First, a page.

Our travels took us next to Goa, which I learned is not a city in itself but a (small) state. The twelve hour train ride south was quite an experience. Luckily we rode sleeper class, which meant that the trip cost a big seven dollars instead of three, and we each had a bench long enough to lie down on. Vendors walked by selling everything from chai and coffee to samosas, lassi and sweet, juicy mangoes. Another key piece of equipment was a battery-powered spray-fan that I had brought from the US. We couldn’t decide which was more dehydrating: to be sweating buckets in the still, hot air on one side of the bench, or to be near the window with the wind sucking all the moisture out of you.
In any event, we switched frequently until we came to our stop: near Anjuna beach, one of the most famous “rave” beaches of the 1970s and 80s. The scene has since toned down, and Eddie actually came through in February when he was traveling with his sister. This time it was the low tourist season, and for good reason: practically 100% humidity and temperatures in the 90s made movement uncomfortable, and the storms signaling the imminent monsoon made the water occasionally too rough for swimming. But we still had fun hanging out for a couple of days, drinking excellent chai, jumping in the waves (although I got roughed up a couple of times) and watching the squalls pass across the ocean.
After a long two days of relaxation, it was back to work! I spent a week working at and learning from an NGO, The Energy and Resources Institute, and Eddie worked with Sangath, an NGO doing mental health counseling. We will devote another blog post to our experiences at these respective organizations, but at the moment I want to describe the city where we stayed for a week, if only to gloat over the beautiful photos I took there.
As both of our organizations were located within a half hour bus ride from Goa’s capital Panji, so we based our operations there. Some of you may know that Goa was under Portuguese administration (/rule, depending on how you look at it) for almost 450 years from 1510 until 1947, and they certainly left their mark. I could easily have believed that we were in southern Europe, among the beautiful gold, maroon and brilliant blue painted houses with wide white trim around the arches around their windows. Alleyways full of potted plants, motorbikes, cats and piercingly bright sunlight cascade down from a leafy hill in the middle of the city. We walked past a courtyard where a parrot was sitting in an old bell-shaped wicker cage, listening to a man wearing only an undershirt tune a dusty violin. It was too picturesque to believe! And I can’t forget the women with short hair (incredibly unusual in the rest of India) wearing those shapeless knee-length dresses with (ugly) flower prints that are so ubiquitous in parts of Italy and Portugal. One evening we came across a group of twenty people standing in a street singing a hymn before an image of the Virgin Mary and a trough filled with fire. Someone set off sparklers nearby. What a vision, in India!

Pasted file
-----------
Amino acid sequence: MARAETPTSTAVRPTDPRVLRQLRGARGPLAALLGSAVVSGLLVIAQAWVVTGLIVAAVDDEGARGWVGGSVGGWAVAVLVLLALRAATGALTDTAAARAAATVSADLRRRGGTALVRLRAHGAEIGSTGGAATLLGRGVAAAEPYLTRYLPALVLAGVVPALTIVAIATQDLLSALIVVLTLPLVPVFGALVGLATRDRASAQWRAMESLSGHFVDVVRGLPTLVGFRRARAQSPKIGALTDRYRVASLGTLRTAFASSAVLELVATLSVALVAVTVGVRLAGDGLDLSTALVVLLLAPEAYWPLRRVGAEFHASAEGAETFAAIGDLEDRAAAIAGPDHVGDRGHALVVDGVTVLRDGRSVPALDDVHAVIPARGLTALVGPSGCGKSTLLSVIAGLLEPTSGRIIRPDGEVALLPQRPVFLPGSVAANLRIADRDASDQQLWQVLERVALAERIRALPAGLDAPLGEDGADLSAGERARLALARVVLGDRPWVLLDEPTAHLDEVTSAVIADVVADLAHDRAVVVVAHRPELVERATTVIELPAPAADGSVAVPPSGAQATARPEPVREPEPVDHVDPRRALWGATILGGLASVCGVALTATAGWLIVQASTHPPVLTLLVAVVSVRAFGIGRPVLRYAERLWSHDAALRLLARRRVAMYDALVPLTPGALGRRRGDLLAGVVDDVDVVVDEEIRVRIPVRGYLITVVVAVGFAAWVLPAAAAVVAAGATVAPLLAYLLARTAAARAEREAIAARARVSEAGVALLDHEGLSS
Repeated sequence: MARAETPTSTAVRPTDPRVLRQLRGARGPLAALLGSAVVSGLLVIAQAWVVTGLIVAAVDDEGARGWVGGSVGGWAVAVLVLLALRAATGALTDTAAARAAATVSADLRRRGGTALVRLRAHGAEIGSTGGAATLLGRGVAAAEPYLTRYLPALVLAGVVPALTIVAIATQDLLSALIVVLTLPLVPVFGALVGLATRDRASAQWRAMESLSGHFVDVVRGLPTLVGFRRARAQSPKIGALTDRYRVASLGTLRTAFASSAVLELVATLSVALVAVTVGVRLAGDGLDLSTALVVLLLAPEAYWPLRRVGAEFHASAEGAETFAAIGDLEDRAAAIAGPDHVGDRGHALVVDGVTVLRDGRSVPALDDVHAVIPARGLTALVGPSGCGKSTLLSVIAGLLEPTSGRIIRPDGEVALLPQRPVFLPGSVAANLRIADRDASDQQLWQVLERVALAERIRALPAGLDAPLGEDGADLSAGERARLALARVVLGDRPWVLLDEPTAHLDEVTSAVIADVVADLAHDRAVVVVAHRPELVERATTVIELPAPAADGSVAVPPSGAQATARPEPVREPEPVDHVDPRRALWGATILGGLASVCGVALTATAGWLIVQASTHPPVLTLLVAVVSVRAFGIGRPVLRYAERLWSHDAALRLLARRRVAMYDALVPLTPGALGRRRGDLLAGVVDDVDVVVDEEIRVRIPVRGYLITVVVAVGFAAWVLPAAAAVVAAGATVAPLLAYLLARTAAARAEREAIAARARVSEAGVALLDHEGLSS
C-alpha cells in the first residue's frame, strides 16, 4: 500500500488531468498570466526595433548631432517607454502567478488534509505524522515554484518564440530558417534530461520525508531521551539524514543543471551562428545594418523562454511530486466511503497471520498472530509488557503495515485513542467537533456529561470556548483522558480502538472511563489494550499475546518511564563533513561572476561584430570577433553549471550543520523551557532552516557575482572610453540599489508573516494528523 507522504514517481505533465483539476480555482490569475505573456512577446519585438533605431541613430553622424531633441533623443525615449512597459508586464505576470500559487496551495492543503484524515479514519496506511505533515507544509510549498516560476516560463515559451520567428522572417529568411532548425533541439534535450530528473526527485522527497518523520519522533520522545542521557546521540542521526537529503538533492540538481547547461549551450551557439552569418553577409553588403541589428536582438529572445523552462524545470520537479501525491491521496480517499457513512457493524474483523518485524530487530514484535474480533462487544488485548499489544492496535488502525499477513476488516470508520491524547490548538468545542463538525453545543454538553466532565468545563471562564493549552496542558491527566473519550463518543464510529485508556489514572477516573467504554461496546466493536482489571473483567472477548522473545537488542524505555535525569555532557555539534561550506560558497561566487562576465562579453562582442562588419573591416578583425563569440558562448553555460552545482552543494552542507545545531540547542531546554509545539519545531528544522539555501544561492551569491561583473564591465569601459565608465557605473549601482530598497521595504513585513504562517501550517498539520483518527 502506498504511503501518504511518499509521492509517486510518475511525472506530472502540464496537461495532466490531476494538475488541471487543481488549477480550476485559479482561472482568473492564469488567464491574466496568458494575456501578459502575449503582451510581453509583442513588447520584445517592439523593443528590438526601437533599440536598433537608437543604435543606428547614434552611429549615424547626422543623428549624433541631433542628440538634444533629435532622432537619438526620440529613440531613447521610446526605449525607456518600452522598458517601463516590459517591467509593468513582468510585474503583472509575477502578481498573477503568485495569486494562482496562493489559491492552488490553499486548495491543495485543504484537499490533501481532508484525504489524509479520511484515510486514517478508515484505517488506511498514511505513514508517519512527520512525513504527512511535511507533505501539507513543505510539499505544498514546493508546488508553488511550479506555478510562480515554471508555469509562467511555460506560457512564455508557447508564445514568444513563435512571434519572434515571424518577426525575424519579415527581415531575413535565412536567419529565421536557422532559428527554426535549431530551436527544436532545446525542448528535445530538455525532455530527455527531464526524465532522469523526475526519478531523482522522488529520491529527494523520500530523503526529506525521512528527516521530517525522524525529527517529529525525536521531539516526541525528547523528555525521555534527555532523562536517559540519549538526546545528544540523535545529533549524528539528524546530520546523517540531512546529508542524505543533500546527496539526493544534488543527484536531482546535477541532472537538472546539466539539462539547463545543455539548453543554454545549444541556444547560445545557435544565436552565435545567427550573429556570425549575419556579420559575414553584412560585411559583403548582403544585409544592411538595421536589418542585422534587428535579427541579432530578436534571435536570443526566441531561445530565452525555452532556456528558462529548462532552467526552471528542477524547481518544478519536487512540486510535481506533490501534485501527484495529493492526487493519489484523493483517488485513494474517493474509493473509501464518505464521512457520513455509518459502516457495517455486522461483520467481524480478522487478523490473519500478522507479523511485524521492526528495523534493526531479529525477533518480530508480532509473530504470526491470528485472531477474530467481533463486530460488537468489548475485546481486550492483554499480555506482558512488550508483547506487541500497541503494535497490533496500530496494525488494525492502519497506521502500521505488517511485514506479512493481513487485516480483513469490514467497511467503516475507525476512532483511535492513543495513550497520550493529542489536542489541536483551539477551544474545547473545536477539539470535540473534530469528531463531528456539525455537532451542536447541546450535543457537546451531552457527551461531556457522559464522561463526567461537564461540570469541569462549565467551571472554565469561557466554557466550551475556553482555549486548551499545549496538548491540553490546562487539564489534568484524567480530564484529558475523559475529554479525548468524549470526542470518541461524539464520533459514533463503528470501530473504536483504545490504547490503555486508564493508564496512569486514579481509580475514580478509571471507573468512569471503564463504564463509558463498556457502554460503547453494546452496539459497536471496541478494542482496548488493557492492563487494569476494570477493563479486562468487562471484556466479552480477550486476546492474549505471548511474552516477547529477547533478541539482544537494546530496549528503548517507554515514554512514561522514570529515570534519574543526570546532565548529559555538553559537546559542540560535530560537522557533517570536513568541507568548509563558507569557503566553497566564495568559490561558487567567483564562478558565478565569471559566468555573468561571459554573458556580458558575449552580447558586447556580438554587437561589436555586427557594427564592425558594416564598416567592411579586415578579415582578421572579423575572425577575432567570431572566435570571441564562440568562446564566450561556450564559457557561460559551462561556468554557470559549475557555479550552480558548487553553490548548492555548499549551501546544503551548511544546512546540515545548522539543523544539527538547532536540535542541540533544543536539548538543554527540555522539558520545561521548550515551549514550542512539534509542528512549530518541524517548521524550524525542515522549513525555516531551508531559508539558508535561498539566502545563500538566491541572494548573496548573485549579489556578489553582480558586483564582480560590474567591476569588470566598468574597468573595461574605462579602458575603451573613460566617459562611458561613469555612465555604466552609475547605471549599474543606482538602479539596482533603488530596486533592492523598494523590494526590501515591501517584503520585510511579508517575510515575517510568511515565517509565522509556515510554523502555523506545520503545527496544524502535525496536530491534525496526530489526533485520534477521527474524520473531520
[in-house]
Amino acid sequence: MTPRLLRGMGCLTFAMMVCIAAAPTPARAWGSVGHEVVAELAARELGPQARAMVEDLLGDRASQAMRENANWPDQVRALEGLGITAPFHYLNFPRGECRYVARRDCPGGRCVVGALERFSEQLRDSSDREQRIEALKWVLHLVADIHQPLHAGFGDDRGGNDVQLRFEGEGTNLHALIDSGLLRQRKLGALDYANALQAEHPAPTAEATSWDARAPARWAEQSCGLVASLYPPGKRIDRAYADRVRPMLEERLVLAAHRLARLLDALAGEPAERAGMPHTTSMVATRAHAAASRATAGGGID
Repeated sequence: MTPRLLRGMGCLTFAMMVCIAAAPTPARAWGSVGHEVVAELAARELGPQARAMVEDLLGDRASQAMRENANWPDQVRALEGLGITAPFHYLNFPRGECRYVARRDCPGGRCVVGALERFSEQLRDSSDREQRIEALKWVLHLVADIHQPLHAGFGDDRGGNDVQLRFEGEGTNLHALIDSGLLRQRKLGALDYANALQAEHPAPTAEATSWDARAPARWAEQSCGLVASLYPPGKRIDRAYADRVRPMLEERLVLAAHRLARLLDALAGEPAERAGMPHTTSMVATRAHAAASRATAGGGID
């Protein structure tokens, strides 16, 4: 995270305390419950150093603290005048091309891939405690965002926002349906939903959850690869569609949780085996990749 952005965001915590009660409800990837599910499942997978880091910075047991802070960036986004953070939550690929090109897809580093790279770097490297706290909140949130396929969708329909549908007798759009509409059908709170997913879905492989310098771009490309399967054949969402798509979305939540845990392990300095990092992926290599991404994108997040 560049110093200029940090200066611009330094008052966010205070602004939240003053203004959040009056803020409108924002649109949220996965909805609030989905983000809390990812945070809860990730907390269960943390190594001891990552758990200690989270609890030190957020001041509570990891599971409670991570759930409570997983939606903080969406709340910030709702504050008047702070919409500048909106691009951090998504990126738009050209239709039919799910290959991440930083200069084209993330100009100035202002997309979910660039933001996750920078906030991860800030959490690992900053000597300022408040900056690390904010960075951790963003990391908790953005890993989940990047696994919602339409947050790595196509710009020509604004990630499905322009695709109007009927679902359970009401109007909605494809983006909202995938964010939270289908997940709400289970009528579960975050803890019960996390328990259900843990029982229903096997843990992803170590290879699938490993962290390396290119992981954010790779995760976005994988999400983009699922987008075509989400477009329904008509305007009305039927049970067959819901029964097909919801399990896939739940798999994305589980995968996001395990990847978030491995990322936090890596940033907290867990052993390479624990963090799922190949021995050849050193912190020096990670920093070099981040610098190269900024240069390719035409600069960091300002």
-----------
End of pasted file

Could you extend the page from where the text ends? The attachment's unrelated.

Our excursion to Old Goa was a highlight of our time in Panji. A 30-minute bus ride from Panji, this was the capital of the Portuguese colony from its beginning in 1510 until 1759 when its malaria-ridden swamp site caused the Portuguese to move their capital. And they really did move it, brick by brick, leaving only whitewashed churches poking out of palm trees and overgrown jungle. I’ll let Eddie take over now: It was unlike anywhere else in India and reminded me more of Latin America than India: crumbling cathedrals with smoky murals and dirty gold leafing rising in awe-inspiring magnitude over the viewer. It was, as elsewhere, used to impress and convert the locals when a torturous inquisition couldn’t do the trick. The cathedrals seemed out of place in this country of mostly Hindu temples and Muslim mosques, and it drove home two points for the two of us. One, that such a sight would’ve also seemed strange and out of place several hundred years ago in Latin America when Christianity first started eliminating other forms of worship, a thought that drives home how there used to be something else widespread in those areas. Secondly, that the Christian form of worship – the devout seated in pews for an hour a week – is so different from bowing on a mat in a large open space (Islam) or popping into the ubiquitous temples for a quick puja (prayer) and darshan (eye contact with the gods) before continuing your daily routine. There is nothing like learning from contrasts. In addition, we noticed that the incomplete state of the city gave us an acute sense of what this colonial capital would have been like. We could imagine huge sailing ships pulling up to the dock full with spices, unloaded under the palm trees by gangs of workers.
In all, Goa was like few other places in India. The British ruled 300 million with 30,000 administrators and really didn’t impact the culture the way 450 years of occupation over a small territory did. The Muslims from Persia had a similar impact in the north, but seeing the familiar European influence really showed us the power of trade, cultural exchange, and history in creating our present world.